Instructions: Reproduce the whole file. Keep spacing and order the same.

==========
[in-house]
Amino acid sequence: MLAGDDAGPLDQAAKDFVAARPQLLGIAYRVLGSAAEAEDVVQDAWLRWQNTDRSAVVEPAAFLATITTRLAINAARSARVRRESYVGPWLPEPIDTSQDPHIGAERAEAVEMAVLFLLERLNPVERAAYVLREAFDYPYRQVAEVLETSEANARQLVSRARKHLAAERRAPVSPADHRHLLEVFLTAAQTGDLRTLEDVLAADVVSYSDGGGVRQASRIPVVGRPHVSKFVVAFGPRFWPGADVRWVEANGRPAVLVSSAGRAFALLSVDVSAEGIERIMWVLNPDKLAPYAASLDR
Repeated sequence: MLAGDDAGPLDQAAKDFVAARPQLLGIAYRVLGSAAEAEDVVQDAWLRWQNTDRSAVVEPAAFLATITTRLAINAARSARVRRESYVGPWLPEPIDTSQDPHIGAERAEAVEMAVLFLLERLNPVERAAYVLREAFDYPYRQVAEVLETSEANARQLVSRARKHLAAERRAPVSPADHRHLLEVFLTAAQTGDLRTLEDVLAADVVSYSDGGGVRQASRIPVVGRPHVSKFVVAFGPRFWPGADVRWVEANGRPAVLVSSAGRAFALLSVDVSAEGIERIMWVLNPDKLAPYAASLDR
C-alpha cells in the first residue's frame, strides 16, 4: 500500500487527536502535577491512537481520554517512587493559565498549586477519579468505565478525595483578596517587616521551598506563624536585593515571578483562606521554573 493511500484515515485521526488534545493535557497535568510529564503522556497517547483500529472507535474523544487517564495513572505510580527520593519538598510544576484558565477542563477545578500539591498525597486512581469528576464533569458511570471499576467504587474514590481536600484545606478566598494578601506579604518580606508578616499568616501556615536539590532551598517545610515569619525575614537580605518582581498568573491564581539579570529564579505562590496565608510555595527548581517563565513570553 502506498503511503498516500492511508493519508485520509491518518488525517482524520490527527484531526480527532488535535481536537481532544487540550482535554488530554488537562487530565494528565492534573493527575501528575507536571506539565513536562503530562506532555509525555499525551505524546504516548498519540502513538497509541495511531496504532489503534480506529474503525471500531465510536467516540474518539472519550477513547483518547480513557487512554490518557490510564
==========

[in-house]
Amino acid sequence: MLAGDDAGPLDQAAKDFVAARPQLLGIAYRVLGSAAEAEDVVQDAWLRWQNTDRSAVVEPAAFLATITTRLAINAARSARVRRESYVGPWLPEPIDTSQDPHIGAERAEAVEMAVLFLLERLNPVERAAYVLREAFDYPYRQVAEVLETSEANARQLVSRARKHLAAERRAPVSPADHRHLLEVFLTAAQTGDLRTLEDVLAADVVSYSDGGGVRQASRIPVVGRPHVSKFVVAFGPRFWPGADVRWVEANGRPAVLVSSAGRAFALLSVDVSAEGIERIMWVLNPDKLAPYAASLDR
Repeated sequence: MLAGDDAGPLDQAAKDFVAARPQLLGIAYRVLGSAAEAEDVVQDAWLRWQNTDRSAVVEPAAFLATITTRLAINAARSARVRRESYVGPWLPEPIDTSQDPHIGAERAEAVEMAVLFLLERLNPVERAAYVLREAFDYPYRQVAEVLETSEANARQLVSRARKHLAAERRAPVSPADHRHLLEVFLTAAQTGDLRTLEDVLAADVVSYSDGGGVRQASRIPVVGRPHVSKFVVAFGPRFWPGADVRWVEANGRPAVLVSSAGRAFALLSVDVSAEGIERIMWVLNPDKLAPYAASLDR
C-alpha cells in the first residue's frame, strides 16, 4: 500500500487527536502535577491512537481520554517512587493559565498549586477519579468505565478525595483578596517587616521551598506563624536585593515571578483562606521554573 493511500484515515485521526488534545493535557497535568510529564503522556497517547483500529472507535474523544487517564495513572505510580527520593519538598510544576484558565477542563477545578500539591498525597486512581469528576464533569458511570471499576467504587474514590481536600484545606478566598494578601506579604518580606508578616499568616501556615536539590532551598517545610515569619525575614537580605518582581498568573491564581539579570529564579505562590496565608510555595527548581517563565513570553 502506498503511503498516500492511508493519508485520509491518518488525517482524520490527527484531526480527532488535535481536537481532544487540550482535554488530554488537562487530565494528565492534573493527575501528575507536571506539565513536562503530562506532555509525555499525551505524546504516548498519540502513538497509541495511531496504532489503534480506529474503525471500531465510536467516540474518539472519550477513547483518547480513557487512554490518557490510564